Jump Simulation launches STEM Saturdays Program
Junior high students get hands-on experience in Mini-Med School
About 25 sixth through eighth-grade students participated in the first Mini-Med School at Jump Simulation & Education Center Saturday, January 21st. The day-long course is part of an overall Science, Technology, Engineering and Math program launched at Jump to get young kids interested in medical and engineering careers earlier.
The first Mini-Med School course was specifically for junior high students. They got the opportunity to learn about all 11 systems of the body and were able to apply that knowledge in the anatomical skills lab where they got hands-on with anatomical specimens. Shannon Egli is the anatomical coordinator at Jump and organized the Mini-School event. He says it’s important to get kids interested in the STEM fields early.
It’s perfect because when you are looking at 6th through 8th graders, they are trying to transition into high school and what they are going to start focusing their interests on. So, if we can get them early into medicine, medical science or health sciences, then this is kind of a great opportunity. They come in, they play and think it’s a lot of fun. They get curious about it and the more they are curious, the more they want to learn.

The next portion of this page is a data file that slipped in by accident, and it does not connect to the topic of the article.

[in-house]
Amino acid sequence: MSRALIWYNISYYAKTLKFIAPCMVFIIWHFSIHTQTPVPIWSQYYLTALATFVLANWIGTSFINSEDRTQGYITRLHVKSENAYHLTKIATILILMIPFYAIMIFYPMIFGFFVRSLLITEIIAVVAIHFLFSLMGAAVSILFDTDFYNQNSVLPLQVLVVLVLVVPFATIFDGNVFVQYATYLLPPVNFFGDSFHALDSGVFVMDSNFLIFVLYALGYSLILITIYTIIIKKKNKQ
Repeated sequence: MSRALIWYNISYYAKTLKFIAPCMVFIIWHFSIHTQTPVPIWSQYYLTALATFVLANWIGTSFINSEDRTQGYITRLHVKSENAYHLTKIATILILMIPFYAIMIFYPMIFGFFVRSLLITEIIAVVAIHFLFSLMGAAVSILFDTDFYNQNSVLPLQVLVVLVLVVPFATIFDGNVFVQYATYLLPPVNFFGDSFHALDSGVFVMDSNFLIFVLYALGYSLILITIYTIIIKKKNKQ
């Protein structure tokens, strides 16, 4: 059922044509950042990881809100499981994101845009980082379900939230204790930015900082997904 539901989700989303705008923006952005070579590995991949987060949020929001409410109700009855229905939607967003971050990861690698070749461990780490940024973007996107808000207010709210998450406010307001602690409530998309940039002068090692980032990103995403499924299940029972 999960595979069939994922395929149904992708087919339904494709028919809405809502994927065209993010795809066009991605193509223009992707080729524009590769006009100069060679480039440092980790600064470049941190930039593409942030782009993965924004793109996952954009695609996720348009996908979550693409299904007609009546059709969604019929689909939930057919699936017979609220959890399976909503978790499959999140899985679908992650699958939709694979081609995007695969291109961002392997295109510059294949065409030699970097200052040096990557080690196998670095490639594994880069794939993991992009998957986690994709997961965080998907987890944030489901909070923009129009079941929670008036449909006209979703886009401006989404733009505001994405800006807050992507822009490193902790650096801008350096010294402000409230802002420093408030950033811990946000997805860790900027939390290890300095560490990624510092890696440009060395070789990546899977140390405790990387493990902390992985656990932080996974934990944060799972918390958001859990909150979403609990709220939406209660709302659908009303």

Faith Meghrian, sixth grade student at Dunlap Valley Middle School, says she wasn't sure what to expect from the Mini Med School when her mother signed her up. However, she says she's glad she got the opportunity to take part.
"Well, I think it’s really fun, especially when we were in the lab with the pigs and kind of dissecting them. It was really fun."
The course also aims to motivate learners to take an introspective look at their own health by using clinical tools and animal specimens to discover what’s happening in their own bodies and understand the importance of making healthy choices.
The Mini-Med School is just one of the many courses Jump is hosting as part of its STEM Saturdays Program. Upcoming classes include opportunities to experience what emergency responders do every day and how engineers are being more integrated in the medical field. More information is available at jumpsimulation.org.